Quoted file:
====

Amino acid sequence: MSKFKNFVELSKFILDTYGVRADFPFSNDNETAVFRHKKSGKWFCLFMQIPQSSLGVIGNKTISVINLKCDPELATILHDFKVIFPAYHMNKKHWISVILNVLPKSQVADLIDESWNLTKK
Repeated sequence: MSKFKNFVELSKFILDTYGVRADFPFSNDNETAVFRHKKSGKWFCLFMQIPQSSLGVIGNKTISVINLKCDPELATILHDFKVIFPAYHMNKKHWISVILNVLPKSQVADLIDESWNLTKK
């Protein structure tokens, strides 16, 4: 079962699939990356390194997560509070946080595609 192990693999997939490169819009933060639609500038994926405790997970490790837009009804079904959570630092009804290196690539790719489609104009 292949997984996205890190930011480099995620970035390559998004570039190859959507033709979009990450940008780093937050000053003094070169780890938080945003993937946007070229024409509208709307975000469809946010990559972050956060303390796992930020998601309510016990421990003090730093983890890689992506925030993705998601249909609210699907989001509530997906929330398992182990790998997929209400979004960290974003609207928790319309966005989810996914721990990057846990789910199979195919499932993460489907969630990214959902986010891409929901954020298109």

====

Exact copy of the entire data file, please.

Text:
Amino acid sequence: MSKFKNFVELSKFILDTYGVRADFPFSNDNETAVFRHKKSGKWFCLFMQIPQSSLGVIGNKTISVINLKCDPELATILHDFKVIFPAYHMNKKHWISVILNVLPKSQVADLIDESWNLTKK
Repeated sequence: MSKFKNFVELSKFILDTYGVRADFPFSNDNETAVFRHKKSGKWFCLFMQIPQSSLGVIGNKTISVINLKCDPELATILHDFKVIFPAYHMNKKHWISVILNVLPKSQVADLIDESWNLTKK
């Protein structure tokens, strides 16, 4: 079962699939990356390194997560509070946080595609 192990693999997939490169819009933060639609500038994926405790997970490790837009009804079904959570630092009804290196690539790719489609104009 292949997984996205890190930011480099995620970035390559998004570039190859959507033709979009990450940008780093937050000053003094070169780890938080945003993937946007070229024409509208709307975000469809946010990559972050956060303390796992930020998601309510016990421990003090730093983890890689992506925030993705998601249909609210699907989001509530997906929330398992182990790998997929209400979004960290974003609207928790319309966005989810996914721990990057846990789910199979195919499932993460489907969630990214959902986010891409929901954020298109």